Germany has begun repatriating Kosovo refugees who fled their country during unrest in 1999. Human rights organizations and Green party politicians are protesting the move, saying it's coming too early.
Some say it's still too early to send Kosovar minorities back
Beginning Thursday, planes will take off from Düsseldorf airport destined for Pristina, Kosovo. On board will be around 200 refugees Germany is repatriating to the war-torn country they left in 1999.
The refugees, who are members of the Roma (Gypsy) minority, are the first of several waves of Kosovars Germany will send back, after granting them temproary political asylum in the last six years. In the coming months, German wants to repatriate up to 51,500 Kosovars, including 34,500 Roma.
The United Nations, which administers the Kosovo province, has agreed to let Germany send home around 10,500 and has promised to guarantee their safety.
Politician: Kosovo "still tense"
But that hasn't soothed the nerves of opponents of the move, like the Green party's leader, Claudia Roth. In an interview with the Berliner Zeitung, she said it was still too early to repatriate the refugees.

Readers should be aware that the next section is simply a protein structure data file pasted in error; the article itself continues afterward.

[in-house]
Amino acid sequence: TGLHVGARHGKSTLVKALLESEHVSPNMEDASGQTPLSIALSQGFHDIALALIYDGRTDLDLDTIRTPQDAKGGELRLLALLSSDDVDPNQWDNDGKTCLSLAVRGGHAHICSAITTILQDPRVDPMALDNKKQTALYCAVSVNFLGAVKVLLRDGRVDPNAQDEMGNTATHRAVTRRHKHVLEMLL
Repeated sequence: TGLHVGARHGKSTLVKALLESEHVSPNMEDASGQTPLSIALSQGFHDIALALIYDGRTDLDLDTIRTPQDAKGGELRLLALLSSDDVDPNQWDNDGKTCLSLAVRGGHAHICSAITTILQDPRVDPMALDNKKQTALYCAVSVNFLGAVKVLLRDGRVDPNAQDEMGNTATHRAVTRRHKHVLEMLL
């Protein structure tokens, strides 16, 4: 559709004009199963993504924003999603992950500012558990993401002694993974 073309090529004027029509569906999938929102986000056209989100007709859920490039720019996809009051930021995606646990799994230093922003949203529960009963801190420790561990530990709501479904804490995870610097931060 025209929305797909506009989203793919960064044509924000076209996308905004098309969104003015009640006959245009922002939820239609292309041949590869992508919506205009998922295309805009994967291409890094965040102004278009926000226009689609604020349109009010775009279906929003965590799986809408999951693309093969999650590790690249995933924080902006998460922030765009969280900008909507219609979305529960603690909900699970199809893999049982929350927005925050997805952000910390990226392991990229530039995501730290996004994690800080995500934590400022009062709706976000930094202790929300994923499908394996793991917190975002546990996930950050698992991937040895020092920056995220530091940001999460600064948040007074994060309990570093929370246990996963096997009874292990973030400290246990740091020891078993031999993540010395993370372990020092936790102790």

"The situation in Kosovo is still tense. In such a fragile situation the forced return of members of minorities is inexcusable," Roth said.
Violence in March 2004 left more than 30 dead and more than 600 injured
The government initially planned on shipping out the refugees last March, but scuttled the plans after violence between Kosovo Albanians and other minority groups left more than 30 dead. The UN Refugee Agency (UNHCR) warned in March that ethnic minorities still faced danger in Kosovo. There are 17,000 NATO soldiers currently keeping the peace in Kosovo, which remains unstable since former Prime Minister Ramush Haradinaj was forced to turn himself into the War Crimes Tribunal in The Hague on March 4, 2005.
Roma face discrimination
Around 38,000 members of Kosovo's ethnic minorities and 16,000 Kosovo Albanians live in Germany. But the fact that many of the refugees being forced to return are Roma has stirred strong emotions in Germany, where a great number of Roma were killed by the Nazis.
Returning Roma will face discrimination and poverty like many ethnic minorities in the Kosovo province, say human rights organizations. Though they have only rarely been granted German residency, many have lived in the country for up to a decade and speak the language.
The country's human rights commissioner has promised that each case will be evaluated separately.
"When there is doubt we need to select the most secure way for the affected because we don't want any new victims," Tom Koenigs told reporters.
Roth and others don't think that's enough. The Green party politician said Roma needed to be granted work permits and a right to live in Germany.
"They need a future here, not a life in tent cities," Roth said in the interview.